Good story, pretty good scenario, interesting cast and amazingly well weighted visual effects – everything clings together in the most entertaining movie I’ve seen in a long while. The Martian has Matt Damon in the leading role of astronaut Mark Watney who is left stranded on Mars and is presumed dead by his crew which evacuates the planet during an extremely violent dust storm.
This is a guest contribution by DroneFly.com
With the large number of drones for sale today, it is difficult to make a decision sometimes. A lot of first time drone buyers are torn between the features provided by an upper end drone, like the DJI inspire 1, and the more cost friendly types, like the Yuneec Typhoon Q500 4K. Rather than leaving you to do all of the research and guess work, we’ve let these two popular heavyweights battle it out, and here are the results.
In robotics and automation benefits of software simulation are apparent from early stages in the development life cycle of almost any product or system, and this is particularly true for industrial environments where equipment downtime periods are a key factor in the overall efficiency of a process. Today we take a look at RoboDK, a highly versatile development platform for industrial robot offline programming and simulation which supports over 200 industrial robots from leading manufacturers such as ABB, KUKA, Yaskawa, Adept and many more.
A bit of background, RoboDK is the commercial version of the perhaps better known RoKiSim robotic simulator developed at École de Technologie Supérieure (ETS) in Montreal, Canada by Ph.D. graduate Albert Nubiola. The software became pretty popular over its 3 years of existence so its creator founded RoboDK with the goal to create a more refined product for roboticists worldwide.
RC Car Autonomous Drifting
The first story of today is perhaps the most interesting thing I’ve seen lately. Researchers at MIT’s AeroAstro laboratory have presented an implementation of their new learning algorithm for optimizing control policies based on reinforcement learning effectively obtaining a robotic Ken Block. The starting point for the reinforcement learning algorithm is represented by a set of determined optimal control policies for drifting a remote control car. A set of simulation runs is performed after which the control model optimized by the algorithm is transferred to the physical car. In the demonstration below steady drifting is achieved quite rapidly and we can see how efficiently the algorithm compensates for external factors. Of course the end of the video is just as interesting.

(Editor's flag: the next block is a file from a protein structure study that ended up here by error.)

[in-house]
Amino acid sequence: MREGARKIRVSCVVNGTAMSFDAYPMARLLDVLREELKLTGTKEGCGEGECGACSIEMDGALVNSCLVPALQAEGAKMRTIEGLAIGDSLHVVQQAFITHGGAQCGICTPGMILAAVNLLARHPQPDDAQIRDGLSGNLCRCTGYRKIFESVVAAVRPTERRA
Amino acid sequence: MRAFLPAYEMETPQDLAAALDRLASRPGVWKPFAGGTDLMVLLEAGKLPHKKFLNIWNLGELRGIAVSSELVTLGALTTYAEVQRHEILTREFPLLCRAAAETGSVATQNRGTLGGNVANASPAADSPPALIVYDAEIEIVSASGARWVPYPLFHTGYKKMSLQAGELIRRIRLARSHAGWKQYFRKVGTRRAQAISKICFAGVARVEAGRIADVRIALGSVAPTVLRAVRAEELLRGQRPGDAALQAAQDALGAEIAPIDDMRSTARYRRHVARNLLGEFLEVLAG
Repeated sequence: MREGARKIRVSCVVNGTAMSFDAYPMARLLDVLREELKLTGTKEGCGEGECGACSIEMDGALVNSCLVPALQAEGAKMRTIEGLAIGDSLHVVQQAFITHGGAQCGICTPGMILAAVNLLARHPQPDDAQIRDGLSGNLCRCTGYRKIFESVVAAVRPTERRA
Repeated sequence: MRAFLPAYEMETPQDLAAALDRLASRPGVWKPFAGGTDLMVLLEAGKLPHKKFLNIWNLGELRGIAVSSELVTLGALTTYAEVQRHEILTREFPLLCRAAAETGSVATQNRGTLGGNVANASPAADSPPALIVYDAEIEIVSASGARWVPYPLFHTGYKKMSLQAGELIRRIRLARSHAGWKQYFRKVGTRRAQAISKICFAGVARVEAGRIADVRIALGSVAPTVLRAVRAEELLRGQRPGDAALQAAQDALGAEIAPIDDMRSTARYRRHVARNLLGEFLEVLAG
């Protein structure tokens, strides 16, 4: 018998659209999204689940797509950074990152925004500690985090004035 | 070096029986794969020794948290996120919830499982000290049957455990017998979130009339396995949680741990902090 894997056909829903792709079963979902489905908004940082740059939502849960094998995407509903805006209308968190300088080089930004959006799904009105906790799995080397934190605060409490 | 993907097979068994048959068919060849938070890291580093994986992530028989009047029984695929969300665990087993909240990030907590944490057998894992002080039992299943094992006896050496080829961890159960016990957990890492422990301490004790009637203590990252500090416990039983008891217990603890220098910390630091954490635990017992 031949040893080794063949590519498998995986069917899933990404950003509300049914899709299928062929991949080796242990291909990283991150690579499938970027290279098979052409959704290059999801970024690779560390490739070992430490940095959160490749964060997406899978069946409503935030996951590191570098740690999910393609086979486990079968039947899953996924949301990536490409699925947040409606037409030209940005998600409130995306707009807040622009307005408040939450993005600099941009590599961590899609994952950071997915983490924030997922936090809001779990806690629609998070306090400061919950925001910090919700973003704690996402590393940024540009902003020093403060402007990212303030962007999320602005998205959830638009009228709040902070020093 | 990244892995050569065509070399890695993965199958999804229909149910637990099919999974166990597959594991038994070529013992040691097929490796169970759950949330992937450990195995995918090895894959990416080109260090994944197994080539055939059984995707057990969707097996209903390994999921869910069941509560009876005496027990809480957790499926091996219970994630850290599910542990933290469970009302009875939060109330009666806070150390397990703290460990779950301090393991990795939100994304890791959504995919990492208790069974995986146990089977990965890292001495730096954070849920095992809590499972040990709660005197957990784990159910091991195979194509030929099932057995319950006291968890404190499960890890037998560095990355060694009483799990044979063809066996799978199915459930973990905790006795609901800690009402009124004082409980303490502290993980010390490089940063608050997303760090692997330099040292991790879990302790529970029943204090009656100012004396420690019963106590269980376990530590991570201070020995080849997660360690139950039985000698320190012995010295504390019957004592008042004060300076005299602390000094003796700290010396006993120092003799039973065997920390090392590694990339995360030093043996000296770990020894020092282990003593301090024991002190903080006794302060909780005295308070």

Earlier this week Microsoft announced the public release of their Windows IoT Core embedded OS, currently supporting the Raspberry Pi 2 and Intel’s MinnowBoard Max development boards. When the project surfaced earlier this year Microsoft’s shift towards the Internet of Things became unequivocal. The new OS is fully integrated with the existing Windows development framework that is familiar and well established.
The Windows 10 IoT Core is scarcely featured compared not only to mainstream Linux distributions for embedded devices but to the rest of the Windows family as well. Let’s see what this all means.
As you may know already Suidobashi Heavy Industries accepted the challenge issued by Megabots on the condition that it will be only a melee combat with no weapons involved. Earlier this week the Megabots team issued another response in which they say they will want to fight in both ways and will further prepare and upgrade the robot for this purpose.
The Americans say that they are assembling a team of engineers and fabricators and will be launching another – hopefully more successful – Kickstarter campaign soon to raise the funds required for this massive purpose – both literally and figuratively. Read more about the challenge here.
August 18 update: MegaBots have launched a campaign to raise US $500,000 to beef up the robot. They plan to upgrade their hydraulics, develop some basic melee combat weapons and make a faster and more agile tracked platform capable of reaching speeds over 20 km/h (15 mph). To ensure odds they’ve also recruited Greg Munson and Troy Roski founders of BattleBots, Mythbusters host Grant Imahara as well as engineers from NASA and IHMC Robotics.